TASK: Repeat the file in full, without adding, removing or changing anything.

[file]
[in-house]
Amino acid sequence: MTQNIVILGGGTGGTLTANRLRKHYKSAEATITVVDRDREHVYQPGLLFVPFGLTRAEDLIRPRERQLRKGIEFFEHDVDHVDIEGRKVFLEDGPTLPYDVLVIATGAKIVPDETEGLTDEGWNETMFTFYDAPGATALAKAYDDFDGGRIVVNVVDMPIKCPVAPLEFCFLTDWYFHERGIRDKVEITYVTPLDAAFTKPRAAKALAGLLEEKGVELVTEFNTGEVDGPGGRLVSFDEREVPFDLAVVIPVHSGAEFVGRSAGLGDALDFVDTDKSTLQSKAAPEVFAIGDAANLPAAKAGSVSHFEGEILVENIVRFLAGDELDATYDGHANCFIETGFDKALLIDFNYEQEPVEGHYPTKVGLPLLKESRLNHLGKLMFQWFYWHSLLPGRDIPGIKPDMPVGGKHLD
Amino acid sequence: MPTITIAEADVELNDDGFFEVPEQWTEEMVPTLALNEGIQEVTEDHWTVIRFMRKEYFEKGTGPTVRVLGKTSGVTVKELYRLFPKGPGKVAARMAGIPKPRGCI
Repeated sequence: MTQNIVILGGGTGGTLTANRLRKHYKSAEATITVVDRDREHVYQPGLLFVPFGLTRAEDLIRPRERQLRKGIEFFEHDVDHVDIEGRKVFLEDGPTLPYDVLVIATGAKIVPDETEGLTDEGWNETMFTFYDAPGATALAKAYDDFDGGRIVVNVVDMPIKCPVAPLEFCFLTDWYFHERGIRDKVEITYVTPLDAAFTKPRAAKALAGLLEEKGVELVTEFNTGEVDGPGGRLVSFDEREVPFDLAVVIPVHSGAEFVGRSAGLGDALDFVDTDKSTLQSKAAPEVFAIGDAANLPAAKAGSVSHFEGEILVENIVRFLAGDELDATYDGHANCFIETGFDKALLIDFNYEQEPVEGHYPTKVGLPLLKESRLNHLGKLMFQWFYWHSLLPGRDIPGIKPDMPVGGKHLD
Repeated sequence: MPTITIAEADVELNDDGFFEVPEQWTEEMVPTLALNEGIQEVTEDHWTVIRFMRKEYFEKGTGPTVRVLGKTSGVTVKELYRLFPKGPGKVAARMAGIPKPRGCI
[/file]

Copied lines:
[in-house]
Amino acid sequence: MTQNIVILGGGTGGTLTANRLRKHYKSAEATITVVDRDREHVYQPGLLFVPFGLTRAEDLIRPRERQLRKGIEFFEHDVDHVDIEGRKVFLEDGPTLPYDVLVIATGAKIVPDETEGLTDEGWNETMFTFYDAPGATALAKAYDDFDGGRIVVNVVDMPIKCPVAPLEFCFLTDWYFHERGIRDKVEITYVTPLDAAFTKPRAAKALAGLLEEKGVELVTEFNTGEVDGPGGRLVSFDEREVPFDLAVVIPVHSGAEFVGRSAGLGDALDFVDTDKSTLQSKAAPEVFAIGDAANLPAAKAGSVSHFEGEILVENIVRFLAGDELDATYDGHANCFIETGFDKALLIDFNYEQEPVEGHYPTKVGLPLLKESRLNHLGKLMFQWFYWHSLLPGRDIPGIKPDMPVGGKHLD
Amino acid sequence: MPTITIAEADVELNDDGFFEVPEQWTEEMVPTLALNEGIQEVTEDHWTVIRFMRKEYFEKGTGPTVRVLGKTSGVTVKELYRLFPKGPGKVAARMAGIPKPRGCI
Repeated sequence: MTQNIVILGGGTGGTLTANRLRKHYKSAEATITVVDRDREHVYQPGLLFVPFGLTRAEDLIRPRERQLRKGIEFFEHDVDHVDIEGRKVFLEDGPTLPYDVLVIATGAKIVPDETEGLTDEGWNETMFTFYDAPGATALAKAYDDFDGGRIVVNVVDMPIKCPVAPLEFCFLTDWYFHERGIRDKVEITYVTPLDAAFTKPRAAKALAGLLEEKGVELVTEFNTGEVDGPGGRLVSFDEREVPFDLAVVIPVHSGAEFVGRSAGLGDALDFVDTDKSTLQSKAAPEVFAIGDAANLPAAKAGSVSHFEGEILVENIVRFLAGDELDATYDGHANCFIETGFDKALLIDFNYEQEPVEGHYPTKVGLPLLKESRLNHLGKLMFQWFYWHSLLPGRDIPGIKPDMPVGGKHLD
Repeated sequence: MPTITIAEADVELNDDGFFEVPEQWTEEMVPTLALNEGIQEVTEDHWTVIRFMRKEYFEKGTGPTVRVLGKTSGVTVKELYRLFPKGPGKVAARMAGIPKPRGCI